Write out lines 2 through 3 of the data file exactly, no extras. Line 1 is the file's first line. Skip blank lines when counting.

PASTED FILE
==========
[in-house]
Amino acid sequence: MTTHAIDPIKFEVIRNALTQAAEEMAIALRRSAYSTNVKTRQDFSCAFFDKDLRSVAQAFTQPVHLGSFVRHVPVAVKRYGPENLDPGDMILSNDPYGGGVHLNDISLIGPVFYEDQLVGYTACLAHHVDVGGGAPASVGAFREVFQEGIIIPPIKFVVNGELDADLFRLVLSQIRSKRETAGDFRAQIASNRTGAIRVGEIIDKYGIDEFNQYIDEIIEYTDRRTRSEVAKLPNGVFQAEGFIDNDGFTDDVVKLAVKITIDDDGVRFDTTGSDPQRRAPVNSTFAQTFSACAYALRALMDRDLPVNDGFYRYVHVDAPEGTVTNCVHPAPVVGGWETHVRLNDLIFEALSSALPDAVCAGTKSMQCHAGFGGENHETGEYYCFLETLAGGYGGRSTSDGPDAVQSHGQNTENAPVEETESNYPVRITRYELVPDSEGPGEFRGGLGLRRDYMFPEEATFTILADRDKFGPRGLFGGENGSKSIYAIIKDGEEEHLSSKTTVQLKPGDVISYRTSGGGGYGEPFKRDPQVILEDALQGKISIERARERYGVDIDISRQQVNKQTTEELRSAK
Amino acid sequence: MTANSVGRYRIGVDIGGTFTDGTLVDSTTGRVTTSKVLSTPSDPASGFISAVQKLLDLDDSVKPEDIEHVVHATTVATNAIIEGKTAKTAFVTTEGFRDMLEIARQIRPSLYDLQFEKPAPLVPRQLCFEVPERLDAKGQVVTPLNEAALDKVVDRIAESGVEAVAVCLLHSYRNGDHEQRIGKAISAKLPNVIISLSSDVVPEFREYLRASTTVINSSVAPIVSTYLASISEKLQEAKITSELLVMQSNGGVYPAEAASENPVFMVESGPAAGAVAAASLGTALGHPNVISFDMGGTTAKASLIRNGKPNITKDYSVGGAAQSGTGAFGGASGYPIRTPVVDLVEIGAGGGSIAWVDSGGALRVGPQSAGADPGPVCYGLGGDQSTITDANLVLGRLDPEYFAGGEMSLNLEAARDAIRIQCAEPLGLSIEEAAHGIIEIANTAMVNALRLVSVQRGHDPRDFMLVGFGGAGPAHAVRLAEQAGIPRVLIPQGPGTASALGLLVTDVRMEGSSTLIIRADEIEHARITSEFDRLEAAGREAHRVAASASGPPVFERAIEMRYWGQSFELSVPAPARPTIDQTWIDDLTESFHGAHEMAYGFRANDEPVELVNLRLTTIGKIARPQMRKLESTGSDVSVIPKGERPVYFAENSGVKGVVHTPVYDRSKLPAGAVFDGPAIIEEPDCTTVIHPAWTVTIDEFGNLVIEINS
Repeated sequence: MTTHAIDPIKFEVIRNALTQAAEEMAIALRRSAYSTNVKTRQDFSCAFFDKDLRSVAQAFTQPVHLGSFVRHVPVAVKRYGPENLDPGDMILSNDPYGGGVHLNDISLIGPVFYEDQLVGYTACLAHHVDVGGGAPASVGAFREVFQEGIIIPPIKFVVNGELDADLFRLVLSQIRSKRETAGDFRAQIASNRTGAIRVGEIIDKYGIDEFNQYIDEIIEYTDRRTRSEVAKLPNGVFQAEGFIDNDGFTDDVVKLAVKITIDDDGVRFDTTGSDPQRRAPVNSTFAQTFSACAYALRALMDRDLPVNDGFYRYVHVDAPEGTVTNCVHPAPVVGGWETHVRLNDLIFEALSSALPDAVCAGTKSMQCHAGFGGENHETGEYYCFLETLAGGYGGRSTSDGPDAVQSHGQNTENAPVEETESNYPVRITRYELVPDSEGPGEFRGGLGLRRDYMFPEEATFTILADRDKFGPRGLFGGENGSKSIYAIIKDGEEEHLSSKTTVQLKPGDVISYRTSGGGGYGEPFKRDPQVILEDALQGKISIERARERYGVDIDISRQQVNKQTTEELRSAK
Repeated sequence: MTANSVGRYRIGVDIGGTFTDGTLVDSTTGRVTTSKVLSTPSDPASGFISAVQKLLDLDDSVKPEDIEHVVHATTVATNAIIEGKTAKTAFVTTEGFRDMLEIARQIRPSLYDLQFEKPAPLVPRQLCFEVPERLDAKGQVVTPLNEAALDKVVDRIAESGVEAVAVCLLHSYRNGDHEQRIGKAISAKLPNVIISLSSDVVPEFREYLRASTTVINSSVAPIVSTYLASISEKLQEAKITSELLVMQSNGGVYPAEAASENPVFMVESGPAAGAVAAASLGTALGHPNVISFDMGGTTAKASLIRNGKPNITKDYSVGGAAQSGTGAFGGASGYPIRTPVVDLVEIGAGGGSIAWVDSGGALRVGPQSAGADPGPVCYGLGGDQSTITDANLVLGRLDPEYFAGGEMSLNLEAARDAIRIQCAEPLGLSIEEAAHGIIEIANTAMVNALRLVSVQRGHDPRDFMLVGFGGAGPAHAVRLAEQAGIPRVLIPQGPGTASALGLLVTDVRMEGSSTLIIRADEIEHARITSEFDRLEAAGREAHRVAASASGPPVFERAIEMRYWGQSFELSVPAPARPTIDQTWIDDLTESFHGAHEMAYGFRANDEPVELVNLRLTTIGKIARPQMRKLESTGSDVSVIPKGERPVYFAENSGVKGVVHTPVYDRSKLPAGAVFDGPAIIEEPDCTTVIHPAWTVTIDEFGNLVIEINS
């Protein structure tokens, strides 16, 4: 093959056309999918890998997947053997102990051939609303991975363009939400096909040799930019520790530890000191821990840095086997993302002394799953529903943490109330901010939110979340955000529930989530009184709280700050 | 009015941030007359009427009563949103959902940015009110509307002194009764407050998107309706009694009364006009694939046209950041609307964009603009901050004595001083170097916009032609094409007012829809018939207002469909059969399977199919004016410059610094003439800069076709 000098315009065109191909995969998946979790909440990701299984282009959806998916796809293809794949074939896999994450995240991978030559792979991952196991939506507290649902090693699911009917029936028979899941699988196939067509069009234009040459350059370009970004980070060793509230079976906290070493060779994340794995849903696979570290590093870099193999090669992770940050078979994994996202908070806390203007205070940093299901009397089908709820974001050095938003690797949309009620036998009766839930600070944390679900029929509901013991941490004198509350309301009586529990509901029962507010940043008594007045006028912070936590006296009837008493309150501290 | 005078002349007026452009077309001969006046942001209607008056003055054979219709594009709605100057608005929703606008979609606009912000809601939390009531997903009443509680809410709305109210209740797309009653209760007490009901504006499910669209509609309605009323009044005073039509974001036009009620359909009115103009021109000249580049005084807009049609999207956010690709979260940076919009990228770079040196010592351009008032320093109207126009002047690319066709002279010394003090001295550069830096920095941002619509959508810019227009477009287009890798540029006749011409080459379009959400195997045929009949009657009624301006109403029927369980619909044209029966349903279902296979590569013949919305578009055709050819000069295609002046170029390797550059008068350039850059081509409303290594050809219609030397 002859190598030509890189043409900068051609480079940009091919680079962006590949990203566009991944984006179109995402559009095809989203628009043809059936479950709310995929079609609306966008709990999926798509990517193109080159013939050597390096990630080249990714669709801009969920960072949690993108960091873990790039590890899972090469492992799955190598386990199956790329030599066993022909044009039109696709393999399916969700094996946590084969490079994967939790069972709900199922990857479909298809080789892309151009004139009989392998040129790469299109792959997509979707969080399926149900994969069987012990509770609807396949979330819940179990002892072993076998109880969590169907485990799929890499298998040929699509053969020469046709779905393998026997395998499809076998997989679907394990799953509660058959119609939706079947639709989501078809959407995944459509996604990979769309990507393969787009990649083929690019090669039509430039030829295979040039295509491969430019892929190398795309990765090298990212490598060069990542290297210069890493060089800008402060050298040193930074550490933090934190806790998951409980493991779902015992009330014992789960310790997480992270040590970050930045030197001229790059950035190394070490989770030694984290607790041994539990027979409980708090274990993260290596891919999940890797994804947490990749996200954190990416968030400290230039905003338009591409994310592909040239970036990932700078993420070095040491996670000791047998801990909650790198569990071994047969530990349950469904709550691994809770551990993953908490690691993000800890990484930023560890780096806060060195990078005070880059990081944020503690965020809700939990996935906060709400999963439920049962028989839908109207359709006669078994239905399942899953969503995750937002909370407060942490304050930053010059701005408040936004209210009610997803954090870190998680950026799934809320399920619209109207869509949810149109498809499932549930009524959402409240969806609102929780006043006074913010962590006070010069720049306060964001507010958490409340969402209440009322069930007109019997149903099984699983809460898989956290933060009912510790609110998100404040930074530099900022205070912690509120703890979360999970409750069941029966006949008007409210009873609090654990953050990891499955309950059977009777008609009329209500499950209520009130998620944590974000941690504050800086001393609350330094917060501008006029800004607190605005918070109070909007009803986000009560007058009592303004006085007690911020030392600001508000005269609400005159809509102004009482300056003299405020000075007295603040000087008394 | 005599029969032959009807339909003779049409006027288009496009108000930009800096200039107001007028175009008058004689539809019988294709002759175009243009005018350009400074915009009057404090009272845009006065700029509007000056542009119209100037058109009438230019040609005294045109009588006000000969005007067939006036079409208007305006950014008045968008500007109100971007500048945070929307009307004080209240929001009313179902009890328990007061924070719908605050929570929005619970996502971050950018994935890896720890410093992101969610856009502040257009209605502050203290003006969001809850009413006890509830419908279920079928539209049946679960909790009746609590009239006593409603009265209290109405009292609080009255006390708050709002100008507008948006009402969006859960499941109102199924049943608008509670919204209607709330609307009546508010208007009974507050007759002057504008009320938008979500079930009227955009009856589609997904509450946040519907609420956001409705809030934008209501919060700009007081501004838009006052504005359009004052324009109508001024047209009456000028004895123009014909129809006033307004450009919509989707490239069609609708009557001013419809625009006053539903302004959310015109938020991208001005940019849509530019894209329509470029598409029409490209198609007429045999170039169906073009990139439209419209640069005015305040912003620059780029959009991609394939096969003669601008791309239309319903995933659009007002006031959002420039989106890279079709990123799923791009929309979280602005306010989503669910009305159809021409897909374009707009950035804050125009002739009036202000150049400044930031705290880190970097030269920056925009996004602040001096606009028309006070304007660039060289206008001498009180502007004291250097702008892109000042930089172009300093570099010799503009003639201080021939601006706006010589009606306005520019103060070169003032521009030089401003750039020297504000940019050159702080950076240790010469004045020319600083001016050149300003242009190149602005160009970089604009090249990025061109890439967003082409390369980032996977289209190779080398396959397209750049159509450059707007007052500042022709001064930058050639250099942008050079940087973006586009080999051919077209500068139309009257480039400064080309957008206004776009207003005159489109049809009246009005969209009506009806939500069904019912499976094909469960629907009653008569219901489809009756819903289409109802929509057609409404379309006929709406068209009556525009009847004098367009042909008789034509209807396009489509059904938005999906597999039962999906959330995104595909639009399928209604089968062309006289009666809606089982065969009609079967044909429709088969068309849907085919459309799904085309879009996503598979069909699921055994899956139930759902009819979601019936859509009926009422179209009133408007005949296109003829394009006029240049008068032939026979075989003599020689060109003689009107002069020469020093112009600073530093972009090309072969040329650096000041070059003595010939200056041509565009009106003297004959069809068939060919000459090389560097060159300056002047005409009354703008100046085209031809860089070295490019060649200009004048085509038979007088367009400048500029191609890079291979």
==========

Amino acid sequence: MTTHAIDPIKFEVIRNALTQAAEEMAIALRRSAYSTNVKTRQDFSCAFFDKDLRSVAQAFTQPVHLGSFVRHVPVAVKRYGPENLDPGDMILSNDPYGGGVHLNDISLIGPVFYEDQLVGYTACLAHHVDVGGGAPASVGAFREVFQEGIIIPPIKFVVNGELDADLFRLVLSQIRSKRETAGDFRAQIASNRTGAIRVGEIIDKYGIDEFNQYIDEIIEYTDRRTRSEVAKLPNGVFQAEGFIDNDGFTDDVVKLAVKITIDDDGVRFDTTGSDPQRRAPVNSTFAQTFSACAYALRALMDRDLPVNDGFYRYVHVDAPEGTVTNCVHPAPVVGGWETHVRLNDLIFEALSSALPDAVCAGTKSMQCHAGFGGENHETGEYYCFLETLAGGYGGRSTSDGPDAVQSHGQNTENAPVEETESNYPVRITRYELVPDSEGPGEFRGGLGLRRDYMFPEEATFTILADRDKFGPRGLFGGENGSKSIYAIIKDGEEEHLSSKTTVQLKPGDVISYRTSGGGGYGEPFKRDPQVILEDALQGKISIERARERYGVDIDISRQQVNKQTTEELRSAK
Amino acid sequence: MTANSVGRYRIGVDIGGTFTDGTLVDSTTGRVTTSKVLSTPSDPASGFISAVQKLLDLDDSVKPEDIEHVVHATTVATNAIIEGKTAKTAFVTTEGFRDMLEIARQIRPSLYDLQFEKPAPLVPRQLCFEVPERLDAKGQVVTPLNEAALDKVVDRIAESGVEAVAVCLLHSYRNGDHEQRIGKAISAKLPNVIISLSSDVVPEFREYLRASTTVINSSVAPIVSTYLASISEKLQEAKITSELLVMQSNGGVYPAEAASENPVFMVESGPAAGAVAAASLGTALGHPNVISFDMGGTTAKASLIRNGKPNITKDYSVGGAAQSGTGAFGGASGYPIRTPVVDLVEIGAGGGSIAWVDSGGALRVGPQSAGADPGPVCYGLGGDQSTITDANLVLGRLDPEYFAGGEMSLNLEAARDAIRIQCAEPLGLSIEEAAHGIIEIANTAMVNALRLVSVQRGHDPRDFMLVGFGGAGPAHAVRLAEQAGIPRVLIPQGPGTASALGLLVTDVRMEGSSTLIIRADEIEHARITSEFDRLEAAGREAHRVAASASGPPVFERAIEMRYWGQSFELSVPAPARPTIDQTWIDDLTESFHGAHEMAYGFRANDEPVELVNLRLTTIGKIARPQMRKLESTGSDVSVIPKGERPVYFAENSGVKGVVHTPVYDRSKLPAGAVFDGPAIIEEPDCTTVIHPAWTVTIDEFGNLVIEINS